This topic contains 3 replies, has 0 voices, and was last updated by Wallis Dudhnath 7 months, 1 week ago.
19th July 2006 at 13:09 #45417
Hi Every body
This is narendra totally new to telecom Industry so i have little confusion to understand the the Telecom Sector please do me little favour to understand all – Signalling n all19th July 2006 at 17:52 #45418
hai narendra singh
well signalling is of 2 types. common channel signalling and channel associated signalling.
channel associated means wherein signalling happens as in the same E1s as the traffic medium.
common channel means wherein signalling and traffic are seperated.
common channel has advantages over the cas. some of them are a)no dedicated resources for signalling
b) we can dedicate resources based on traffic.25th July 2006 at 08:59 #45419
I am very new to telcom domain.However I am an electronics engineer.I am working on the profile of testing Engineer. Can somebody suggest me the basic level tutorials or links where I can enhance my knowlege in this domain. I want to learn OSS/BSS and fundamentals of telecommunication12th March 2019 at 15:12 #45420
Apologies for the very late response / answer.
Signalling is a fundamental part of Telecommunication.
Signalling is the main vehicle that is used to initiate, maintain and clear down Telecommunication circuits / resources. In the past analog signalling (e.g. R2, Multi-Frequency
Compelled (MFC), etc..) was used with Analag Switches (e.g. Crossbar, Strowger, TXE, etc..).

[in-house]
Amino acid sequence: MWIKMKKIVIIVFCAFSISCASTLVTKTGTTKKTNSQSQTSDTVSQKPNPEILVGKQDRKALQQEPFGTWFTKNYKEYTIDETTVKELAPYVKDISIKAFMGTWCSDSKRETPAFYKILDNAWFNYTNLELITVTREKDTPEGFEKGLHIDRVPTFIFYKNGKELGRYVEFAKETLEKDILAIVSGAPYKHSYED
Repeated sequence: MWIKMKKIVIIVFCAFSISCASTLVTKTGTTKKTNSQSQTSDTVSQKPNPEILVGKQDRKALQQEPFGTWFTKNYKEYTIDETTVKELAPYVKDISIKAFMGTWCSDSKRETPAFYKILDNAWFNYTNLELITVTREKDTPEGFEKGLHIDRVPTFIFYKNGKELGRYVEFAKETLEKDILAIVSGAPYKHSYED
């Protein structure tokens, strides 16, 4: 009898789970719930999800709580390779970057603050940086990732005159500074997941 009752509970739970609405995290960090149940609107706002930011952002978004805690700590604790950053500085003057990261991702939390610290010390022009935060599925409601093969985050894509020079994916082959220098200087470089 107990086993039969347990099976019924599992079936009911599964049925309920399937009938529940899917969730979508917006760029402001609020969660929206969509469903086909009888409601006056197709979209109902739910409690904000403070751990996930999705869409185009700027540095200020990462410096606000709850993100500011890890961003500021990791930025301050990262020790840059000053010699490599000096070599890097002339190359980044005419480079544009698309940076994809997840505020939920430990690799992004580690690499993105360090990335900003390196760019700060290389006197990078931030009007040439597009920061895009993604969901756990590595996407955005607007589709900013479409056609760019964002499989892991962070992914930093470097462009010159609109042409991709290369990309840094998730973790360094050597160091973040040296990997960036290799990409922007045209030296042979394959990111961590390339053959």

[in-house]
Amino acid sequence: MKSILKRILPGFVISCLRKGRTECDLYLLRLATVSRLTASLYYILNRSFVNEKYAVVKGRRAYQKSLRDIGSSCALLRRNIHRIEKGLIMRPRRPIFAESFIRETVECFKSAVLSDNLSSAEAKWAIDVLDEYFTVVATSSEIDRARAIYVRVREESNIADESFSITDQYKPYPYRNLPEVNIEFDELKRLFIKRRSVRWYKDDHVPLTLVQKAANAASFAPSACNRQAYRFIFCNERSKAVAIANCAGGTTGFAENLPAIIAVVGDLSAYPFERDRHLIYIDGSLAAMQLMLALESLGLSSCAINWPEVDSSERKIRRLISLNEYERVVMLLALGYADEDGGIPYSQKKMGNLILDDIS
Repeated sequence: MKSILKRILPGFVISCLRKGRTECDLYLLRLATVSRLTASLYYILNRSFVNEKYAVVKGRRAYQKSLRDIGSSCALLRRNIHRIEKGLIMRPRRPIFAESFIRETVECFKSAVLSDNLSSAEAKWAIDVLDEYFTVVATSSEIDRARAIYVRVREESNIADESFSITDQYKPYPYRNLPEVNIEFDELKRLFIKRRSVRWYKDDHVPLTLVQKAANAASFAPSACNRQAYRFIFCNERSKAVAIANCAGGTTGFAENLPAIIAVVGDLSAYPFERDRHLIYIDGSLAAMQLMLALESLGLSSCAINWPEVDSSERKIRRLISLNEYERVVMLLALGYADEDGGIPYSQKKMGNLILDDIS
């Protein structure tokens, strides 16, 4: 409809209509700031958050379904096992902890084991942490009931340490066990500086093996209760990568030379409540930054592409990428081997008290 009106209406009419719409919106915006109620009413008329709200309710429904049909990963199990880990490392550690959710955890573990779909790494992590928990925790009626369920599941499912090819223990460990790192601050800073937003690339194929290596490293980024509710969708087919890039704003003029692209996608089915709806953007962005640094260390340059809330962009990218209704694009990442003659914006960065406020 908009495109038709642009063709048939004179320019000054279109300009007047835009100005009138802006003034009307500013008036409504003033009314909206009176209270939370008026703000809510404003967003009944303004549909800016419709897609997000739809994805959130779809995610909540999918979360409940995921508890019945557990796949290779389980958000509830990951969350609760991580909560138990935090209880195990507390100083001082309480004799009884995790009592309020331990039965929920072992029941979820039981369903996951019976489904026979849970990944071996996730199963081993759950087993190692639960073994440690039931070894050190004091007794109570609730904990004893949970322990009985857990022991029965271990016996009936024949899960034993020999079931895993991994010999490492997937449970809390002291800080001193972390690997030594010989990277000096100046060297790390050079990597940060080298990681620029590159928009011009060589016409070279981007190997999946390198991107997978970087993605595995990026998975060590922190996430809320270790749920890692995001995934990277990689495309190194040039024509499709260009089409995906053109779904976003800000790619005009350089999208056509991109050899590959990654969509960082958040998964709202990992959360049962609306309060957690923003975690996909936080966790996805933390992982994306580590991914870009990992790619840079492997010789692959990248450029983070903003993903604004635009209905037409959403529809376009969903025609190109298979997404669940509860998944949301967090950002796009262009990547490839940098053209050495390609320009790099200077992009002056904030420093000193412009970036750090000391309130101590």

With the requirements for ISDN – Integrated Services Digital Network – and enhanced Services (e.g. Calling Line Identity, Call Waiting, Three Party Calls, Call Forwarding based on busy / no response, Ring Back When Free, Centrex, etc..) the Local Switching Exchanges and the signalling had to be modernised. This required the fast adoption of Stored Program Control (SPC) Telephone Exchanges (“Switches”) with a digital signalling system. SS7 – Signalling System
Number 7 – proved to be a versatile signalling solution for Telecommunication Networks. SS7 could cater for Connection-Orientated
or Connection-Less signalling. Connection Orientated was used to secure resources (Time Slots) for traditional Telephony Calls.
Connection-Less signalling was used with applications that would make “dips” into a Database. Good examples is with Intelligent Networks (IN) and
HLR (Home Location Register).
SS7 is now conveyed via IP – Internet Protocol. Telecommunication Networks now use Sigtran – Signalling Transport (IP) – to convey SS7.
VBR/ Wallis Dudhnath